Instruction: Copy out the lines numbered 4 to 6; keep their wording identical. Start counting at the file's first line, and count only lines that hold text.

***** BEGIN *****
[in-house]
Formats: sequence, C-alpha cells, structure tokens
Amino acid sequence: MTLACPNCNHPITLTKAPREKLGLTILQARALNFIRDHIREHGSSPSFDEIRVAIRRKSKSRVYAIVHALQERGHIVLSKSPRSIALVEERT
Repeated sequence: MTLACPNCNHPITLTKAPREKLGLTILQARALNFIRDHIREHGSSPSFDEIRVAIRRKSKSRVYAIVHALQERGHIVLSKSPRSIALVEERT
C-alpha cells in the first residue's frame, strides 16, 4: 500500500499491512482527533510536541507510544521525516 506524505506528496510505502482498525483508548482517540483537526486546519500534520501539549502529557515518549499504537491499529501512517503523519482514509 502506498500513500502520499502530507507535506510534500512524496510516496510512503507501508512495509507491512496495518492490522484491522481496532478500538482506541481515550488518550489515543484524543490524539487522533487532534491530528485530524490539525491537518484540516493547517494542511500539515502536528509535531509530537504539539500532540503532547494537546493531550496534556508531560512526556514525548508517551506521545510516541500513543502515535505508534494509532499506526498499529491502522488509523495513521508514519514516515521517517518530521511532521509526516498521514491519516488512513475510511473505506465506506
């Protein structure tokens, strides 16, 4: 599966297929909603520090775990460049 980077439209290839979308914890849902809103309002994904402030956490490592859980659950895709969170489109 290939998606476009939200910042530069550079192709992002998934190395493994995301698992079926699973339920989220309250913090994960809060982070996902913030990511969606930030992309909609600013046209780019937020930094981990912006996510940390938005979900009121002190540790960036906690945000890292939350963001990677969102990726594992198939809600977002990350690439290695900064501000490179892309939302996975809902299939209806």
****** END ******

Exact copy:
Repeated sequence: MTLACPNCNHPITLTKAPREKLGLTILQARALNFIRDHIREHGSSPSFDEIRVAIRRKSKSRVYAIVHALQERGHIVLSKSPRSIALVEERT
C-alpha cells in the first residue's frame, strides 16, 4: 500500500499491512482527533510536541507510544521525516 506524505506528496510505502482498525483508548482517540483537526486546519500534520501539549502529557515518549499504537491499529501512517503523519482514509 502506498500513500502520499502530507507535506510534500512524496510516496510512503507501508512495509507491512496495518492490522484491522481496532478500538482506541481515550488518550489515543484524543490524539487522533487532534491530528485530524490539525491537518484540516493547517494542511500539515502536528509535531509530537504539539500532540503532547494537546493531550496534556508531560512526556514525548508517551506521545510516541500513543502515535505508534494509532499506526498499529491502522488509523495513521508514519514516515521517517518530521511532521509526516498521514491519516488512513475510511473505506465506506
């Protein structure tokens, strides 16, 4: 599966297929909603520090775990460049 980077439209290839979308914890849902809103309002994904402030956490490592859980659950895709969170489109 290939998606476009939200910042530069550079192709992002998934190395493994995301698992079926699973339920989220309250913090994960809060982070996902913030990511969606930030992309909609600013046209780019937020930094981990912006996510940390938005979900009121002190540790960036906690945000890292939350963001990677969102990726594992198939809600977002990350690439290695900064501000490179892309939302996975809902299939209806």